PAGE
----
As early as the fifth grade, Bill Cutler knew he'd go into the family mortuary business. It helped that he walked by the family funeral home every day on his way to school.
Today, Cutler, a partner with Heafey-Heafey-Hoffmann-Dworak & Cutler mortuaries in Omaha and Cutler-O'Neill-Meyer-Woodring funeral home in Council Bluffs, can say he started out washing the cars and sweeping the sidewalks.
“Which I did very well, by the way,” he said.
Cutler's professional accomplishments and civic contributions led to him being crowned Saturday night as the 117th king of Ak-Sar-Ben during the coronation ball at the CenturyLink Center.
Cutler was born in 1948 in Council Bluffs, where his family's funeral home business began in 1901. He graduated from Abraham Lincoln High School in 1966 and attended the former Omaha University before graduating from the Dallas Institute of Mortuary Science in 1969.
It was during his college days, while visiting home over winter break, that Cutler reconnected with high school classmate Susan Eakin. They married two years later, in 1970.
By then, Cutler had committed himself to a career serving others. He learned from his father the basic creed of the job: to provide the care you would want provided to your family. Wear a dark suit, keep your shoes shined. Be there for whatever is needed, but otherwise remain in the background. It's a job that's connected him to an entire community, introducing him to people at the most difficult times of their lives.
“It's a relationship business,” Cutler said. “I love what I do.”
The funeral industry has changed through the years, particularly in the 1980s and 1990s, when national chains bought up hundreds of funeral homes around the country. The Cutlers wanted no part of that trend.
“Susan and I made that decision 40 years ago that we didn't want to sell our business,” Cutler said.
Instead, they grew that business into Omaha. In the late 1970s, the Cutlers bought the former Hoffmann Mortuary and merged companies with brothers Tom and Ed Heafey. Together, they built a new funeral home at 78th and West Center Road and later added new partners in funeral director Paul Dworak and his son Walt.
The Cutler family moved from Council Bluffs to Omaha in 1987, building a home near Westside High School, where all three of their children attended.
They've been active in the community since.
Bill is board president of the Nebraska Organ Recovery System, a nonprofit dedicated to maximizing the recovery and quality of organs and tissues for transplantation. He also serves on the boards for the Knights of Ak-Sar-Ben, College of Saint Mary, Westside Foundation and the Merrymakers Association, which provides music and entertainment to senior care centers. Additionally, he is on the development committee for the Archdiocese of Omaha and is a past chairman and grand marshal of the River City Rodeo.
Cutler is modest about his service, preferring to cast a spotlight on his wife.
“Susan is the real rock,” he said.
Susan, a former elementary school teacher, currently serves on the board of directors for the Children's Hospital and Medical Center Foundation and the Methodist Hospital Foundation. She has served on numerous nonprofit boards, guilds and fundraising committees, supporting such groups as the Henry Doorly Zoo, Lauritzen Gardens, Omaha Public Library, Omaha Community Playhouse, Omaha Symphony and Omaha Performing Arts, among others. She also is a past president of the Westside Community Schools volunteer council.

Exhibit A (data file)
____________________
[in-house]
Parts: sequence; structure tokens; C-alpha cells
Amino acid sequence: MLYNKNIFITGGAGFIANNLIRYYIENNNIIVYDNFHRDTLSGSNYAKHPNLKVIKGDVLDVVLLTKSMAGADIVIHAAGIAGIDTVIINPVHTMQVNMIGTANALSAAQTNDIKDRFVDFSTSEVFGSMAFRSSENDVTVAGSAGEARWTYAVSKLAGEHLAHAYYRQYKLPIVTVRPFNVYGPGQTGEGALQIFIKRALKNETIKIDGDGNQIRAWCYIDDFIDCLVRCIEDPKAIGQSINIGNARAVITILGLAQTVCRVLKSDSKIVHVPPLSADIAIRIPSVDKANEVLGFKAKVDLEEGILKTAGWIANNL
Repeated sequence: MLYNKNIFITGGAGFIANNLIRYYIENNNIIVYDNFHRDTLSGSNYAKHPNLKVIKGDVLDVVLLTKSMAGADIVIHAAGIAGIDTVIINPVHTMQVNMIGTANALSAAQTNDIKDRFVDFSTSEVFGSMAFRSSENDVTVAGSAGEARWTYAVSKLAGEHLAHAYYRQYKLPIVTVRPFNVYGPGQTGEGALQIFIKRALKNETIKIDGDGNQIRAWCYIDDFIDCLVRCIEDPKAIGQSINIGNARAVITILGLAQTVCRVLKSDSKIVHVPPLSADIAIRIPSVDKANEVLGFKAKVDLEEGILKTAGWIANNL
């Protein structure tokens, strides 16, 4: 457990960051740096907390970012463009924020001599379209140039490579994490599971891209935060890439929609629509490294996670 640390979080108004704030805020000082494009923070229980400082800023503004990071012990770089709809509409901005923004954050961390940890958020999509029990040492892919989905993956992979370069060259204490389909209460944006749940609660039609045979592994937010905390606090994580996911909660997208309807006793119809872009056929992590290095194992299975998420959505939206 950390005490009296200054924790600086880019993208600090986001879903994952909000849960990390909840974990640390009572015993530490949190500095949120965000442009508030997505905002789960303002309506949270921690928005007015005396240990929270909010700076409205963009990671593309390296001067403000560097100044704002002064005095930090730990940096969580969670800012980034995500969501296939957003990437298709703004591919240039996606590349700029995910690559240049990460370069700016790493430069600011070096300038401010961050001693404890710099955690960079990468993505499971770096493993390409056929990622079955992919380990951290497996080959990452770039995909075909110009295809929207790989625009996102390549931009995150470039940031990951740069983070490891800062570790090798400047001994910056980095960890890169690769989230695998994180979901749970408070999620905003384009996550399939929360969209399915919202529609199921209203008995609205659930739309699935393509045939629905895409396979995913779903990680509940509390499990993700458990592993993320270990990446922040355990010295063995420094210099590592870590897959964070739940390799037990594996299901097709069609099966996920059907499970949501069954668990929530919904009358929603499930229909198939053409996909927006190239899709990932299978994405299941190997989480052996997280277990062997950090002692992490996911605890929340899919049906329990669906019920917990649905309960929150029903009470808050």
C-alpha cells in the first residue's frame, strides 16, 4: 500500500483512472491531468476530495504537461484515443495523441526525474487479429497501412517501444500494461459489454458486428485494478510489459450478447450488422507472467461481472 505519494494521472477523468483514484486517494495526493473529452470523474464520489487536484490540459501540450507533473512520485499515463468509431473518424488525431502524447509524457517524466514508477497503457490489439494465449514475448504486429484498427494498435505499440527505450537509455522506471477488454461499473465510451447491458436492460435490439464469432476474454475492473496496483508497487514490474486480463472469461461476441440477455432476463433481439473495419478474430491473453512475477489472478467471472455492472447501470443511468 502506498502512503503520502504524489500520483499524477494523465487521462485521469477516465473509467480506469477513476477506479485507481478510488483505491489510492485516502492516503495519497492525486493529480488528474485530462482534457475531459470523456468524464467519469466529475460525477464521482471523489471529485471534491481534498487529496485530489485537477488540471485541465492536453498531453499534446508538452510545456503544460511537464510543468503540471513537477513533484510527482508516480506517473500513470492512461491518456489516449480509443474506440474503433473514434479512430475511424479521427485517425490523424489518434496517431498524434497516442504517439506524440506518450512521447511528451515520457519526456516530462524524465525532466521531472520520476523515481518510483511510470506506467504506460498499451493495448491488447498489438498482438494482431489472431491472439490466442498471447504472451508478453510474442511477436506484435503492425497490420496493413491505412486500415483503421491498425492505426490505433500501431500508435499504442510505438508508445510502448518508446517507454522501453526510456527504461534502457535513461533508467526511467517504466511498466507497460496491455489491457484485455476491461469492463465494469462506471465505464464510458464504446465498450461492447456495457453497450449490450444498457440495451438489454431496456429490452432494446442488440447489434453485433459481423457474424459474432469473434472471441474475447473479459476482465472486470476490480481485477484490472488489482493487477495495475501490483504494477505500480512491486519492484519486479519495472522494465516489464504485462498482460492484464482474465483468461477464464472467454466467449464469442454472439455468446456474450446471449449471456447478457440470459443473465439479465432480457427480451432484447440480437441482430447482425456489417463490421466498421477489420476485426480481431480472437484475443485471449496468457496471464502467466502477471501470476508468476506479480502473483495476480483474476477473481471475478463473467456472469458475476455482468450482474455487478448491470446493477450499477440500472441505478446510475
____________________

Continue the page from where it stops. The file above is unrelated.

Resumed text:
Ak-Sar-Ben — both the area and the civic organization — hold a special place for the Cutlers. They fondly recall going to the racetrack as a young couple, and they're “amazed” by the area's rebirth as a new destination spot and extension of the University of Nebraska at Omaha campus.
They also treasure their longstanding involvement with the foundation honoring Bill Cutler this year.
“You learn so much about your community when you're involved with Ak-Sar-Ben,” said Susan Cutler.
The family's history with the coronation ball dates to 1969, when Susan was a princess. She served as Women's Committee Chairman in 1993.
Bill's various Ak-Sar-Ben roles include a two-year stint as Coronation Ball chairman in 2009 and 2010.
The couple have attended the event for the past quarter-century, during which time their children have participated in a variety of capacities.
Daughter Jeanie was crowned queen in 1994 and currently serves on the Women's Ball Committee. Before then, she served as a princess and page, as did younger daughter Jacquie. Son Bill, who followed his dad into the family business, is a past escort and page and has served on the Floor Committee since 2005.
Additionally, all three grandchildren — Katherine, Benjamin and Sam — have been pages.
As his one-year reign begins, Cutler characteristically deflects attention. He says he's most interested in the money the coronation ball raises for local scholarships and how the foundation continues to serve as a conduit for civic engagement.
“There's always somebody you look up to and learn from,” he said.